Thymoquinone-loaded mesenchymal stem cell-derived exosome as an efficient nano-system against breast cancer cells

Document Type : Original Article


1 Nanotechnology Research Center, Pharmaceutical Technology Institute, Mashhad University of Medical Sciences, Mashhad, Iran

2 Department of Pharmaceutical Biotechnology, School of Pharmacy, Mashhad University of Medical Sciences, Mashhad, Iran

3 Pharmaceutical Research Center, Pharmaceutical Technology Institute, Mashhad University of Medical Sciences, Mashhad, Iran

4 Department of Pharmaceutical Nanotechnology, School of Pharmacy, Mashhad University of Medical Sciences, Mashhad, Iran


Objective(s): Exosomes became the subject of extensive research in drug delivery approach due to their potential applicability as therapeutic tools for cancer therapy. Thymoquinone (Tq) is an anti-cancer agent due to its great anti-proliferative effect. However, poor solubility and weak bioavailability restrict its therapeutic applications. In this study, exosomes secreted from human adipocyte-derived mesenchymal stem cells (AdMSCs) were isolated and the efficacy of a novel encapsulation method for loading of Tq was investigated. Finally, the cytotoxic effect of Tq incorporated exosomes against cancer cells was evaluated.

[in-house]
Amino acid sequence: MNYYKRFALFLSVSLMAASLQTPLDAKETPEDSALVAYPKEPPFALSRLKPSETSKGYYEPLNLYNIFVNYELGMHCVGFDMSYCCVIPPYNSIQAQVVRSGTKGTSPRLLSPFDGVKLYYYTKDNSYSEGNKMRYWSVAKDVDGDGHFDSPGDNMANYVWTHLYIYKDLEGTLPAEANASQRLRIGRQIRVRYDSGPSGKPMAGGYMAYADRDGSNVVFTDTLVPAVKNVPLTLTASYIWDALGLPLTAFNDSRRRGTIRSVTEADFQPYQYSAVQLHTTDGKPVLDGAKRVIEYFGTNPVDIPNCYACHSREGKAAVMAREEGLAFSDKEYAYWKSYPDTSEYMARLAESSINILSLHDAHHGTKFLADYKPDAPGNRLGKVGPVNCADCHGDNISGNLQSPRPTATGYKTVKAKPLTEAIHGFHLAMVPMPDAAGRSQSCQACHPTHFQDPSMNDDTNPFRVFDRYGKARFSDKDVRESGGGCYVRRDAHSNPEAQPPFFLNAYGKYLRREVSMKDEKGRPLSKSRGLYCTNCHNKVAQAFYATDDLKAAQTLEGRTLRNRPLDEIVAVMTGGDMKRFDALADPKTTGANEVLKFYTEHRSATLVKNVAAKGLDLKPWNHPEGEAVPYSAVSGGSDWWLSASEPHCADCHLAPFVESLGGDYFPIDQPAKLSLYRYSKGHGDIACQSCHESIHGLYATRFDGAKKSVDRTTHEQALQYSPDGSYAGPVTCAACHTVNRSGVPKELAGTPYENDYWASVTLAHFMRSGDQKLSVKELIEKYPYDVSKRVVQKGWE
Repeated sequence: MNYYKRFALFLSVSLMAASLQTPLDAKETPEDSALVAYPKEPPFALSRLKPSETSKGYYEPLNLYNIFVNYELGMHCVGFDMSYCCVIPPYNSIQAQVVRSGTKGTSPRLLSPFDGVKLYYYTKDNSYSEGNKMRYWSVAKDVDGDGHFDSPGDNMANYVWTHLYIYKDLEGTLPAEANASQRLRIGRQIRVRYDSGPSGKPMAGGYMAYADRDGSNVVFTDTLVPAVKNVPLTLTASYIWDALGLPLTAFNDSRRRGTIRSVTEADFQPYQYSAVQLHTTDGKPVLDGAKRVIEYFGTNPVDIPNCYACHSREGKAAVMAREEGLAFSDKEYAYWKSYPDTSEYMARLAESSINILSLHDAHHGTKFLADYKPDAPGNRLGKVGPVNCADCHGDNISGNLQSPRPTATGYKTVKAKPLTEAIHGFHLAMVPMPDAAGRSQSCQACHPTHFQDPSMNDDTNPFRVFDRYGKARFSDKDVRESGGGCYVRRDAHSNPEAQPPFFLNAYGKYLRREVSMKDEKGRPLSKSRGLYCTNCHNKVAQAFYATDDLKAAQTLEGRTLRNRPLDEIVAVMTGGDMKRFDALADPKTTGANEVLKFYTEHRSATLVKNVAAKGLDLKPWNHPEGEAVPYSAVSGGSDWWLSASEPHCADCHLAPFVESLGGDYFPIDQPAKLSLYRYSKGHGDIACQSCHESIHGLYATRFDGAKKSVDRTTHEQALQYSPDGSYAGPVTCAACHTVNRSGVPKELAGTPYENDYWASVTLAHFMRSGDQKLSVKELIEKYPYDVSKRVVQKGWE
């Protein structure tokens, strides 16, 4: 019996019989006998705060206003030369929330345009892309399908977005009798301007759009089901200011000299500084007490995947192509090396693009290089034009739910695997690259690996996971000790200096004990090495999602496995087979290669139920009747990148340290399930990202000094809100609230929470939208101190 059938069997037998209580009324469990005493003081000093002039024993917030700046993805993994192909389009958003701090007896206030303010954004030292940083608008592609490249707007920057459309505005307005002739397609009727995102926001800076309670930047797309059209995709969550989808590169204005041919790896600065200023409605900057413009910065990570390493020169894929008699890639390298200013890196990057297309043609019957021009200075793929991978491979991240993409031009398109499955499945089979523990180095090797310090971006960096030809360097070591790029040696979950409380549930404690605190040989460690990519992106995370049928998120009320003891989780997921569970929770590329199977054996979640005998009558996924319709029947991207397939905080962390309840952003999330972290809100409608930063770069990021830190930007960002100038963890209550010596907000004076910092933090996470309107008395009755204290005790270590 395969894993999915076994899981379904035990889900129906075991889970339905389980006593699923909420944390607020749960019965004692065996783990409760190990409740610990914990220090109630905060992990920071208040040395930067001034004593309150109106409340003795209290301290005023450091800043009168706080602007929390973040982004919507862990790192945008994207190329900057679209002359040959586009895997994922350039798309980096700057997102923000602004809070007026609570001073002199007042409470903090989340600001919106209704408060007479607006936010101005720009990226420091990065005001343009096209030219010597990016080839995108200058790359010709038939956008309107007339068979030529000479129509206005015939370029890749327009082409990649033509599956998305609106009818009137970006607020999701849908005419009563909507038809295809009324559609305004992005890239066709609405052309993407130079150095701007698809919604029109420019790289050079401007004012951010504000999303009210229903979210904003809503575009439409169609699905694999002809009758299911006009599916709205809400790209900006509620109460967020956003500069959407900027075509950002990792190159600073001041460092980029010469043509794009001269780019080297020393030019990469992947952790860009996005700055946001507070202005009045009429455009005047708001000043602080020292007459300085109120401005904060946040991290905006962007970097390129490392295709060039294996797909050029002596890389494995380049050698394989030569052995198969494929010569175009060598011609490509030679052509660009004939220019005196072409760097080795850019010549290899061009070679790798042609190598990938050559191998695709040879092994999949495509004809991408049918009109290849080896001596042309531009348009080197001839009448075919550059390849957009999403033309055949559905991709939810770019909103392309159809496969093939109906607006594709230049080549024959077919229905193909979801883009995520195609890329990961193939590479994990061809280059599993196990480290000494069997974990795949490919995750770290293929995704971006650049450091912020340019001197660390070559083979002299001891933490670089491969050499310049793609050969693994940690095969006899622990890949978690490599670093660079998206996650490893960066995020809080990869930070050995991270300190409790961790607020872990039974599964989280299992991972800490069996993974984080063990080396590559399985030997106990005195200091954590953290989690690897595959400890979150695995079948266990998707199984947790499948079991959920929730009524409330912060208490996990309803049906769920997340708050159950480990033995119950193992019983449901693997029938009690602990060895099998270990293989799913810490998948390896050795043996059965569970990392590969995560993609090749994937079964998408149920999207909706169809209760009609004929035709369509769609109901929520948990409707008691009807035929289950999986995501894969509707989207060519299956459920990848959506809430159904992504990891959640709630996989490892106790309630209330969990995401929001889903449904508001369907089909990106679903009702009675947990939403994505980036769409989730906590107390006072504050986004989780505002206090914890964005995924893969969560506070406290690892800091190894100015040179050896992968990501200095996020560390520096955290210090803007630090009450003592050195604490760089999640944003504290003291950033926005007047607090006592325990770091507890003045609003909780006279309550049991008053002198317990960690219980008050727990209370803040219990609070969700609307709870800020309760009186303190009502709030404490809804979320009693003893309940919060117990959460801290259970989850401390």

Materials and Methods: Exosomes secreted from AdMSCs were isolated via ultracentrifugation and characterized by electron microscopy and western blotting. Then, through a novel encapsulation approach, Tq was loaded into exosomes by the combination of three methods including incubation, freeze-thawing, and surfactant treatment. Then, the encapsulation efficiency, in vitro cellular uptake, and cytotoxicity of Tq incorporated exosomes (Tq@EXOs) in MCF7 and L929 cells were estimated. 
Results: Tq loading into exosomes through our novel method caused a significant improvement in encapsulation efficiency of about 60%. The fluorescent microscopy and flow cytometry outcomes indicated the efficient uptake of Tq@EXOs-FITC by cells throughout 4 hr. Furthermore, MTT results displayed the ability of Tq@EXOs in effectively decreasing the cell viability of MCF7 without causing any obvious cytotoxicity on L929 as normal cells.
Conclusion: The results suggest that our approach provides effective loading of Tq into exosomes which offer a valuable and safe platform for drug delivery to cancer cells thus having a great potential for clinical studies.  


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